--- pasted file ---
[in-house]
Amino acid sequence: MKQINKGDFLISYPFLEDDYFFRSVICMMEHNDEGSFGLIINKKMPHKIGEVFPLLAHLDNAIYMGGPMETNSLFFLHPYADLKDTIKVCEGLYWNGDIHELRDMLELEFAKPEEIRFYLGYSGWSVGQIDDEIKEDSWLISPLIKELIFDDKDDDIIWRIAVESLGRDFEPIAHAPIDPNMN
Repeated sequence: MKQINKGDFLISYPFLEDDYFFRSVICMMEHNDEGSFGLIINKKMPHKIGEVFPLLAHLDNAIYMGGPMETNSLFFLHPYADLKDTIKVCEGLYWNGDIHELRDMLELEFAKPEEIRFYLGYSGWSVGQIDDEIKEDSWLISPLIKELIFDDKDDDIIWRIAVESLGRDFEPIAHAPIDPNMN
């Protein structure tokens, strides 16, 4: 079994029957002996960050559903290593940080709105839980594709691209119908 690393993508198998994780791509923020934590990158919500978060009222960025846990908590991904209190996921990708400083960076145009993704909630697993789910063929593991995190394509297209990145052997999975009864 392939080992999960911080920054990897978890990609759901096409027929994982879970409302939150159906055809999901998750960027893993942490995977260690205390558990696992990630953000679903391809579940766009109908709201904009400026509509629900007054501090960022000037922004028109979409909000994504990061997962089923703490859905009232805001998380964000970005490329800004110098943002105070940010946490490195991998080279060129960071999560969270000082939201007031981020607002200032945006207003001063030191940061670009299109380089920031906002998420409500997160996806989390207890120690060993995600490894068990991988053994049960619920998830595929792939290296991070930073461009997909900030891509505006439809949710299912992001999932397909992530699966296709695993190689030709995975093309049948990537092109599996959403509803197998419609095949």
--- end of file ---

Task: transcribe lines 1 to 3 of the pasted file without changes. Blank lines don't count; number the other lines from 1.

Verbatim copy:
[in-house]
Amino acid sequence: MKQINKGDFLISYPFLEDDYFFRSVICMMEHNDEGSFGLIINKKMPHKIGEVFPLLAHLDNAIYMGGPMETNSLFFLHPYADLKDTIKVCEGLYWNGDIHELRDMLELEFAKPEEIRFYLGYSGWSVGQIDDEIKEDSWLISPLIKELIFDDKDDDIIWRIAVESLGRDFEPIAHAPIDPNMN
Repeated sequence: MKQINKGDFLISYPFLEDDYFFRSVICMMEHNDEGSFGLIINKKMPHKIGEVFPLLAHLDNAIYMGGPMETNSLFFLHPYADLKDTIKVCEGLYWNGDIHELRDMLELEFAKPEEIRFYLGYSGWSVGQIDDEIKEDSWLISPLIKELIFDDKDDDIIWRIAVESLGRDFEPIAHAPIDPNMN